Suing for defamation

If you have been the subject of a potentially defamatory statement or on the receiving end of an allegation of defamation, we advise you to seek legal advice from our Dispute Resolution team as quickly as possible.

Our legal experts will scrutinise your case and advise on how best to get it resolved. Very few cases go to Court. With the right management and strategy, cases can often be resolved relatively quickly and cost-effectively.

It is important to note that a statutory limitation period of one year applies to claims for defamation. Legal proceedings must be issued within one year of the date of publication of the defamatory statement. Time really is of the essence, meaning early advice is vital.

How to prove defamation

To bring a claim for defamation, you have to prove that the statement:

  • is defamatory in nature (i.e. it would tend to lower you in the estimation of right-thinking people generally;
  • has caused, or is likely to cause, serious harm;
  • identifies or refers to you; and
  • has been published to a third party.

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Remedies for defamation

When it comes to defamation cases, there are several remedies that are available.

The available remedies are as follows:

  • Damages: this is the main remedy for a defamation case and compensates a claimant for the damage caused to their reputation and for distress caused. Aggravated damages can also be awarded if the defendant has increased the claimant’s distress during the court proceedings. The court can take several factors into account, such as any action taken by the defendant to minimise damage – e.g. issuing a public retraction statement.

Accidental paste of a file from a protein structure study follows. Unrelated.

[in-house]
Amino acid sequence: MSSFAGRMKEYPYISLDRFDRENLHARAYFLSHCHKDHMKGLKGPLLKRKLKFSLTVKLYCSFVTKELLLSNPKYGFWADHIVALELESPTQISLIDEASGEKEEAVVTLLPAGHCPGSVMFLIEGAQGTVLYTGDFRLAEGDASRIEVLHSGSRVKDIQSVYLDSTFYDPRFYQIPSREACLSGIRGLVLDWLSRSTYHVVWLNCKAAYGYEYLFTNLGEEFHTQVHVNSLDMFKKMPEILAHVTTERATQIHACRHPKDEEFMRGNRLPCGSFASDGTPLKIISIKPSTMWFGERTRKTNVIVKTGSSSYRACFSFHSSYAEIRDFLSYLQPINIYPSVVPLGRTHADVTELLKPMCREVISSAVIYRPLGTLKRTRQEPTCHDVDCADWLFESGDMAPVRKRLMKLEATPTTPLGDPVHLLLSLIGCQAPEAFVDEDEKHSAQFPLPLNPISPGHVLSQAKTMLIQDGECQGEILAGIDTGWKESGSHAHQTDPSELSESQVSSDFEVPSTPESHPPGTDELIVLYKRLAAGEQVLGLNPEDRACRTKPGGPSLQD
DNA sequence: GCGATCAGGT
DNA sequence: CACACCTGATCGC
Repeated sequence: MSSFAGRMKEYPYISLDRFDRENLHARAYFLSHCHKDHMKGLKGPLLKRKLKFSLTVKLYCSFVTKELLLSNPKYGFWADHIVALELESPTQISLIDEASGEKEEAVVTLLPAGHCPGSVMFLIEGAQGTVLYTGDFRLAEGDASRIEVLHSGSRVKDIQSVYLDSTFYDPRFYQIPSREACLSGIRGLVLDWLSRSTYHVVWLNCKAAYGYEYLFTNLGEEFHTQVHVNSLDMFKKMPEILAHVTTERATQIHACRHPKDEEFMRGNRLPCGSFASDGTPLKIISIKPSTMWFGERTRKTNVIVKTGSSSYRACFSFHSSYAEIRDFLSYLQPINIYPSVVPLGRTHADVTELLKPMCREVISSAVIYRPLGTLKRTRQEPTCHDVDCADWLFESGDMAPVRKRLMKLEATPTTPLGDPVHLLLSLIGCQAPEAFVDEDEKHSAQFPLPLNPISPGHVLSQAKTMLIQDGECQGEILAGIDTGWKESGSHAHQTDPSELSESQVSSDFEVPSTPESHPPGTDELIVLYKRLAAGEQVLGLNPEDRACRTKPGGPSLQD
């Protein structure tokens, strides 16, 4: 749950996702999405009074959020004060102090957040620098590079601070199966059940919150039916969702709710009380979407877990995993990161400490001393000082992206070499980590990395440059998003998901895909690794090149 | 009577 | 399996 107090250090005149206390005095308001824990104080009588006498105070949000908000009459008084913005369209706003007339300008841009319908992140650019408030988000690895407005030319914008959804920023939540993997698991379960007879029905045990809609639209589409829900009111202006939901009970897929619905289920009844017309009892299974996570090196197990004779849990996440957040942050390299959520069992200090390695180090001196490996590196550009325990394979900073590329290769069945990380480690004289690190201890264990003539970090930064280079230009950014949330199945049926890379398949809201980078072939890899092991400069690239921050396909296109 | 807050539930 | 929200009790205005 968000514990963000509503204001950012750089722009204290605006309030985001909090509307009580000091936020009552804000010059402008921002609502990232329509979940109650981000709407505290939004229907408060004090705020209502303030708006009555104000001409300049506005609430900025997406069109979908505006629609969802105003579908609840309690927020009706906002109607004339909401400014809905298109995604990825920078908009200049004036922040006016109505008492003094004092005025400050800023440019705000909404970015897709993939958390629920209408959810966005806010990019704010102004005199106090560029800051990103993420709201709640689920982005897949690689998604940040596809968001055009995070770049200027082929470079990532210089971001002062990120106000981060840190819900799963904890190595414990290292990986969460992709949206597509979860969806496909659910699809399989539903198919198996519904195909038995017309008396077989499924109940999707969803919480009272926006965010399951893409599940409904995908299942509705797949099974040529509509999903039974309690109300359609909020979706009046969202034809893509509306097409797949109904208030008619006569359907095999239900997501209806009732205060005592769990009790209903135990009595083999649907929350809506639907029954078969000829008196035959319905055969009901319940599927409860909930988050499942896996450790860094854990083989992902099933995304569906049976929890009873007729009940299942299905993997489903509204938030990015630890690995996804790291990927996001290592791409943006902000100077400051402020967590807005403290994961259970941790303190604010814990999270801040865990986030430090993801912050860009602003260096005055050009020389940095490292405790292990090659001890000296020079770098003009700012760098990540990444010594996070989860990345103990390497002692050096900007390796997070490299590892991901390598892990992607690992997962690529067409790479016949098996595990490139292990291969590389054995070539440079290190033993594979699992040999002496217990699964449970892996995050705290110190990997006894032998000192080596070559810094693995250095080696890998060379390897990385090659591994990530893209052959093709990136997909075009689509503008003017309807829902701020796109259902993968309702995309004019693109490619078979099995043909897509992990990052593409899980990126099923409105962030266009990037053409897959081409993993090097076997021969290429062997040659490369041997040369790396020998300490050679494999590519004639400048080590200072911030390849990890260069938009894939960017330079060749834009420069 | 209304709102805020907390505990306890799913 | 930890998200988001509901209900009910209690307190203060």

• Injunction: the court may grant an injunction after a trial where there is reason to believe that the defendant may publish the offending words further. Interim injunctions prior to trial are very rare in defamation cases. This is because of a long-established principle that it is in the public interest for freedom of speech to prevail and that, if a publisher gets it wrong, substantial damages will provide an adequate remedy further down the line.
  • Publication of a summary of the judgment: a defendant may be ordered to publish a summary of any court judgment. If the two parties are unable to agree the wording, the court can determine it.
  • Offer of amends: if a defendant has made an innocent mistake and does not want to defend the claim on a substantive basis, it can look to use the statutory ‘offer of amends’ procedure to resolve the claim. This procedure is aimed at providing a quick and inexpensive resolution of cases in which a defendant is prepared to admit that it has defamed the claimant, as well as entitling defendants who make such offers to a discount on the level of damages payable.

It is important to note the court does not have the power to require a defendant to correct the defamatory statement or declare the statement was false. While publishing an apology cannot be ordered by the court, it is often included in a package of remedies agreed by parties as part of a settlement.

Defending a defamation claim